[rating=2]Starring: Eva Mendes, Cierra Ramirez, Matthew Modine, Patricia Arquette, Raini Rodriguez, Eugenio Derbez
Director(s): Patricia Riggen
Writer(s): Hiram Martinez
“Ansiedad” is Spanish for anxiety. It’s also the name of the daughter of “Grace” (Eva Mendes) who works jobs as a waitress at Emile’s Crab Shack and as a maid for the married gynecologist she’s having an affair with.
Grace gave birth to Ansiedad when she was only 17, so she wasn’t prepared for the job of parenting and it shows. The two have moved from city to city as Grace has moved from boyfriend to boyfriend and career plan to career plan.
They’ve landed in Seattle because Grace was going to go to night school, learn about computers and then work for Microsoft. But she’s yet to start her night school courses.
However, opportunity is going to come knocking. Emile has been invited to take part in a competition for crab chefs that is the “Olympics of Crabs” and he’s holding a contest among the three waitresses to see who will take charge in his absence. It’s a contest that Grace is determined to win.
Ansiedad (newcomer Cierra Martinez) has somehow ended up attending a very good private school in Seattle, mostly on scholarship and has made a best friend “Tavita” (Raini Rodriguez) who has her own issues. Ansiedad is bright, energetic, and being held back in her mind because of her mother’s uninvolvement in her life.
When her English teacher “Ms Armstrong” (Patricia Arquette) introduces the concept of coming of age stories into the curriculum, Ansiedad decides she’s going to have people start to call her Ann, as she is going to speed her passage into adulthood by creating and living out her own coming of age tale. Complete with falling into the typical teen problems of missing school, crushing her best friend in order to get “in” with the “in crowd” (oh, but she’ll wink so that it will all be okay), stealing money for an appearance makeover, failing courses and finally sleeping with the school’s bad boy before hopping aboard a bus to the East Coast and the adult life that awaits her.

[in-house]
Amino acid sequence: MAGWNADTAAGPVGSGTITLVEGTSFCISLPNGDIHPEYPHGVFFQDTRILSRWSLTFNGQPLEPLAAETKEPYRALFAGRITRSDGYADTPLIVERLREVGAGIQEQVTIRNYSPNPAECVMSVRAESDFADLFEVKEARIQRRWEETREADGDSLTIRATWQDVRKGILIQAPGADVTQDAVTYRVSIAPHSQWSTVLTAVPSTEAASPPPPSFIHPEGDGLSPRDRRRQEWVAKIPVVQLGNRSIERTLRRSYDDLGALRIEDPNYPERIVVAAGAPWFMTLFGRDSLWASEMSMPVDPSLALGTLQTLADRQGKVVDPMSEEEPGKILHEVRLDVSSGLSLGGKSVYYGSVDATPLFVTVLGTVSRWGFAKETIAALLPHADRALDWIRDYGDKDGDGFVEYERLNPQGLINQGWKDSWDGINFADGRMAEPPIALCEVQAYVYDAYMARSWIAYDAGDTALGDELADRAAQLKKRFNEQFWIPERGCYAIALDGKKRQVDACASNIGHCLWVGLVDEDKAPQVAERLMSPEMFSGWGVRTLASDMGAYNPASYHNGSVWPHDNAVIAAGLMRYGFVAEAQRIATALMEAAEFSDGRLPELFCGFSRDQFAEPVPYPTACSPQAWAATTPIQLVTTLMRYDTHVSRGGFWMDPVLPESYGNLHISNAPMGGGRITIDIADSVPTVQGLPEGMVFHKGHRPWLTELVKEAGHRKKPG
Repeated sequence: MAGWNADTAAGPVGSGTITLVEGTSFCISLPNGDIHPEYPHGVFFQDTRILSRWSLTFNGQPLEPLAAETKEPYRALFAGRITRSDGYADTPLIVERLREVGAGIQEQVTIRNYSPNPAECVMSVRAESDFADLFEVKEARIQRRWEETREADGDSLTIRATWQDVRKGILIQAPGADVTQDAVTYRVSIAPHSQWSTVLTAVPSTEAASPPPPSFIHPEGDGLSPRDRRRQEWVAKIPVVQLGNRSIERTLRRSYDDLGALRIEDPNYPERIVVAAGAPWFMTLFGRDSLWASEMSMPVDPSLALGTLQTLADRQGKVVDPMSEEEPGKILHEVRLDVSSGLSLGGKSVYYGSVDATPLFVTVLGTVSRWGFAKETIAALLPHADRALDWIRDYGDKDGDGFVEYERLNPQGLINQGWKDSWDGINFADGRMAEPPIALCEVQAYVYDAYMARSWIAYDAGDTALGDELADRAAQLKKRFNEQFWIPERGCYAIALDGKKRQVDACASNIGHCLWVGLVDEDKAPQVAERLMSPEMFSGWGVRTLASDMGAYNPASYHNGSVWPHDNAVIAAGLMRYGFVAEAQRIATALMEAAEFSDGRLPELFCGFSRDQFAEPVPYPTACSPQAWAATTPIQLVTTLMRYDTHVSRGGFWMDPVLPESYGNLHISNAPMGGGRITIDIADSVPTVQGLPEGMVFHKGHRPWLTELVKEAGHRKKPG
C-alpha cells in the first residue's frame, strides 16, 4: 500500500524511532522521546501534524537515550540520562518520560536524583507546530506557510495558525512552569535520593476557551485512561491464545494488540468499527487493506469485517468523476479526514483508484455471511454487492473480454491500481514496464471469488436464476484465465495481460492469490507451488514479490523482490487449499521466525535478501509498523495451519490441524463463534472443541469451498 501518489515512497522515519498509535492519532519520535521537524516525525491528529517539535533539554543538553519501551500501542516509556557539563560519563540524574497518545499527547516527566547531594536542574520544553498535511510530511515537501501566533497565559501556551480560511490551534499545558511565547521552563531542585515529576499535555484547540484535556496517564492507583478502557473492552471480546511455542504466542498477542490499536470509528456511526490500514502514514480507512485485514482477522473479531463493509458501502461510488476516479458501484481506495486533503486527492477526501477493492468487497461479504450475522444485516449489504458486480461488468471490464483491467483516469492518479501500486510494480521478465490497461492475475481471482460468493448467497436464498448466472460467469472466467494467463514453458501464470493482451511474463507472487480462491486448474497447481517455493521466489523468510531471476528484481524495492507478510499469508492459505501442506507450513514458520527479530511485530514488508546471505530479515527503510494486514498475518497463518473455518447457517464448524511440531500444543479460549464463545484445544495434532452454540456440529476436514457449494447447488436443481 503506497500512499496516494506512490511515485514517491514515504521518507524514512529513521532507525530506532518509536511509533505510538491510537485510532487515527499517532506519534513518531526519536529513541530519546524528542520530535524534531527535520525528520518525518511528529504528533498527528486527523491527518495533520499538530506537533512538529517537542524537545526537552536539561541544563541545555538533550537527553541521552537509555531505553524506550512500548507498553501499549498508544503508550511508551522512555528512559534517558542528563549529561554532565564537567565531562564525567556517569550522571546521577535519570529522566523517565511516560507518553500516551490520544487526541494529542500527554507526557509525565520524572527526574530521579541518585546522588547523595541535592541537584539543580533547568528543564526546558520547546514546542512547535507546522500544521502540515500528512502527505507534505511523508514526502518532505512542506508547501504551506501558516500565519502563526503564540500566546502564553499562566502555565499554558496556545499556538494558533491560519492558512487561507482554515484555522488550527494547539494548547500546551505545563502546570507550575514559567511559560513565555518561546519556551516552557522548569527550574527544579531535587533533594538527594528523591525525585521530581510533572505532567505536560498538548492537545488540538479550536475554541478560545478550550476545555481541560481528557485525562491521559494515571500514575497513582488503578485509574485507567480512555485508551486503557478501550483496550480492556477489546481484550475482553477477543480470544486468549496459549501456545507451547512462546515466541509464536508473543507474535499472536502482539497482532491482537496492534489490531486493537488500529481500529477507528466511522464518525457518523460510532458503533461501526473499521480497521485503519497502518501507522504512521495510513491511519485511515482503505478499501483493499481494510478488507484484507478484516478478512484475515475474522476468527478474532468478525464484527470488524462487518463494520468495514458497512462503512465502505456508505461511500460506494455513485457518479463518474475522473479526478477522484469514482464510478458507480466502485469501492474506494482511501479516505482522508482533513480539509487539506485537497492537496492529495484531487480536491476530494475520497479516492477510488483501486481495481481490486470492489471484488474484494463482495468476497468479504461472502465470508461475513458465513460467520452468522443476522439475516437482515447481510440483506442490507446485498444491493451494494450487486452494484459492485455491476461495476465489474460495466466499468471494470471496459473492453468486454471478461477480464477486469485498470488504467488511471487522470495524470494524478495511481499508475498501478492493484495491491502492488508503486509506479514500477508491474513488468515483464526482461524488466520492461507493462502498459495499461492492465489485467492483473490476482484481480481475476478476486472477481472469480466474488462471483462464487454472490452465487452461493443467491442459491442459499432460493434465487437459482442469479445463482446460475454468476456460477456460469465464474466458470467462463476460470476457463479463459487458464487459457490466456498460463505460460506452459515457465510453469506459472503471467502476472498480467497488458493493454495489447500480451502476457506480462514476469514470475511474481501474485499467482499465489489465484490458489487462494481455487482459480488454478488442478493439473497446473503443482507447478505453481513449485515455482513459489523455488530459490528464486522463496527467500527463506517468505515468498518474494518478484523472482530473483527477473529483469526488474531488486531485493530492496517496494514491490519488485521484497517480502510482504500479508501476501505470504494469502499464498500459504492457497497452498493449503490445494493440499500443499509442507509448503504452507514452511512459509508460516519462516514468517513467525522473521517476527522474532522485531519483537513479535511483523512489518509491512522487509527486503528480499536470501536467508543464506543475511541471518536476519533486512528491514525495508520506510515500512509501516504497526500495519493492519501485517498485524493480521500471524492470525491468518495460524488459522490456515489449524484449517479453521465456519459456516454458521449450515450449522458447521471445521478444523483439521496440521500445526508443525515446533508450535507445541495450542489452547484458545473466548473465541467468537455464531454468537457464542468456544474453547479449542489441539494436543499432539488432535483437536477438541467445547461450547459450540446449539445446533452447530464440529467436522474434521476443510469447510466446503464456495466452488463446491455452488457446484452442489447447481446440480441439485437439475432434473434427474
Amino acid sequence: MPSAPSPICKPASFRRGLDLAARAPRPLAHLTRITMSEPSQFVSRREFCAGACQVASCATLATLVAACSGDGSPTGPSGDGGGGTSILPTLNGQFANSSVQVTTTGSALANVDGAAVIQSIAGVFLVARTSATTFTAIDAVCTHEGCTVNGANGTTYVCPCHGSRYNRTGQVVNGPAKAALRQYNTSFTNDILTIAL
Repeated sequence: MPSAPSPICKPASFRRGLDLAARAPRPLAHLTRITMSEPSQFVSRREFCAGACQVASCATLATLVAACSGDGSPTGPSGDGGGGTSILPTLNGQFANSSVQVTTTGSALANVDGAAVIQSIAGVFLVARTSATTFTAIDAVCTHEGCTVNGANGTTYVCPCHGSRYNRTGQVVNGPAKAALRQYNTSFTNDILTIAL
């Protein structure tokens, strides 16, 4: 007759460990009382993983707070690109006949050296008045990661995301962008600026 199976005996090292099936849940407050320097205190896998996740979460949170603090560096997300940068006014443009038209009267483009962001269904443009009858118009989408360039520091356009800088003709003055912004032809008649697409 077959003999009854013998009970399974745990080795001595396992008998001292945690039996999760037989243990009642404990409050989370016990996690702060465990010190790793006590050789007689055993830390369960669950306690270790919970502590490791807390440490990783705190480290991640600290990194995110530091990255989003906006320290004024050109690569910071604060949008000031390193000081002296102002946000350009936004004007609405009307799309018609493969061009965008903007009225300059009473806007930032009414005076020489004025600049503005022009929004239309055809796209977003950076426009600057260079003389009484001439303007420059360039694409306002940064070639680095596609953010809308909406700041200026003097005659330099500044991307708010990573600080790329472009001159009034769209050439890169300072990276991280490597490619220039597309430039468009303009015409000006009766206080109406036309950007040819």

The problem with such elaborately laid plans are that even if they work out as planned, the results are not what was expected. Writer Hiram Martinez’s story may have had more promise than it delivered on the screen when it was just an unproduced screenplay, but the final product doesn’t begin to live up to the potential of the idea.
Girl in Progress is a strong idea, as coming of age can make for great story-telling. There are wonderful moments in this film, like when Ann finally gets to give Tavita that wink to let her know everything is just fine, that deliver punch. But there are not enough of these moments. A sideplot involving another employee at Emile’s goes nowhere good and the idea of a maid having an affair with a man who is clearly not interested in leaving his wife and children for her is just too cliched.
Cierra Martinez is a pleasant surprise, although in her scenes with Mendes it almost appears that they aren’t working from the same screenplay. Mendes is always nice to look at, can give strong performances (Training Day and Hitch come to mind), but doesn’t have this character nailed. She shines in one moment that sadly was given away in the trailer when defending how well she has or hasn’t parented her daughter where she comments about how her mother was never there for her. The realization that those words are just as true for her as they are about her own mother are a brilliantly delivered wake-up call for her.
Girl in Progress has some energy, a few chuckles, and isn’t a bad film. It’s just so sad it didn’t get to be the good movie it could have been.”
Run Time: 1 hr., 32 mins.